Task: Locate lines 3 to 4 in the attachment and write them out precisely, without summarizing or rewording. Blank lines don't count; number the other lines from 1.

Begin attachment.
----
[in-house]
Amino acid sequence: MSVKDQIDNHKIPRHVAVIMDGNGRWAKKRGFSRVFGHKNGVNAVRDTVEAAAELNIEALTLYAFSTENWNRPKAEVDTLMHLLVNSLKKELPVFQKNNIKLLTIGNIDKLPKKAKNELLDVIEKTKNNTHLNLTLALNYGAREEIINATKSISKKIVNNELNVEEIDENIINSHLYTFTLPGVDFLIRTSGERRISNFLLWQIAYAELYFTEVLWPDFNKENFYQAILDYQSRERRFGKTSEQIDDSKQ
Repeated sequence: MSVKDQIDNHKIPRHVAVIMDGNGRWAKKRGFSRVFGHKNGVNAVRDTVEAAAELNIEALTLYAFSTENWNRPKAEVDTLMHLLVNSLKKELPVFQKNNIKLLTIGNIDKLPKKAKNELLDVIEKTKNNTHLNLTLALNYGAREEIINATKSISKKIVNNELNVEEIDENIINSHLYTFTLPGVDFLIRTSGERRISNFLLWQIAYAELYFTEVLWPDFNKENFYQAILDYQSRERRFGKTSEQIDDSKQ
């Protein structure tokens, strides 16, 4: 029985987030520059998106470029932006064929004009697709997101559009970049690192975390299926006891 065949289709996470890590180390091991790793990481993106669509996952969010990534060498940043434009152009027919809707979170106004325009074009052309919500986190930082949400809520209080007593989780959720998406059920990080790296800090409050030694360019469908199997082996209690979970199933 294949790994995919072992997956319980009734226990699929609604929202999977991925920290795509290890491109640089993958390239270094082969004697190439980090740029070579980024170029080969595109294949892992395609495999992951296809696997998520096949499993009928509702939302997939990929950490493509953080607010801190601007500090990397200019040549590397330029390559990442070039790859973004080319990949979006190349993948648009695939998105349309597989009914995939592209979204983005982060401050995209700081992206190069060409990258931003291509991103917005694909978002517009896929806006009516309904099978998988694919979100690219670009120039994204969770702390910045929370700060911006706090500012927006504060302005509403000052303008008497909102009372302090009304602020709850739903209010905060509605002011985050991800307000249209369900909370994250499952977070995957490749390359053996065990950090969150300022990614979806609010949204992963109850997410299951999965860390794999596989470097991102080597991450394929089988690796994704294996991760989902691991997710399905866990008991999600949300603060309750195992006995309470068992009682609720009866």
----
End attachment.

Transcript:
Repeated sequence: MSVKDQIDNHKIPRHVAVIMDGNGRWAKKRGFSRVFGHKNGVNAVRDTVEAAAELNIEALTLYAFSTENWNRPKAEVDTLMHLLVNSLKKELPVFQKNNIKLLTIGNIDKLPKKAKNELLDVIEKTKNNTHLNLTLALNYGAREEIINATKSISKKIVNNELNVEEIDENIINSHLYTFTLPGVDFLIRTSGERRISNFLLWQIAYAELYFTEVLWPDFNKENFYQAILDYQSRERRFGKTSEQIDDSKQ
């Protein structure tokens, strides 16, 4: 029985987030520059998106470029932006064929004009697709997101559009970049690192975390299926006891 065949289709996470890590180390091991790793990481993106669509996952969010990534060498940043434009152009027919809707979170106004325009074009052309919500986190930082949400809520209080007593989780959720998406059920990080790296800090409050030694360019469908199997082996209690979970199933 294949790994995919072992997956319980009734226990699929609604929202999977991925920290795509290890491109640089993958390239270094082969004697190439980090740029070579980024170029080969595109294949892992395609495999992951296809696997998520096949499993009928509702939302997939990929950490493509953080607010801190601007500090990397200019040549590397330029390559990442070039790859973004080319990949979006190349993948648009695939998105349309597989009914995939592209979204983005982060401050995209700081992206190069060409990258931003291509991103917005694909978002517009896929806006009516309904099978998988694919979100690219670009120039994204969770702390910045929370700060911006706090500012927006504060302005509403000052303008008497909102009372302090009304602020709850739903209010905060509605002011985050991800307000249209369900909370994250499952977070995957490749390359053996065990950090969150300022990614979806609010949204992963109850997410299951999965860390794999596989470097991102080597991450394929089988690796994704294996991760989902691991997710399905866990008991999600949300603060309750195992006995309470068992009682609720009866």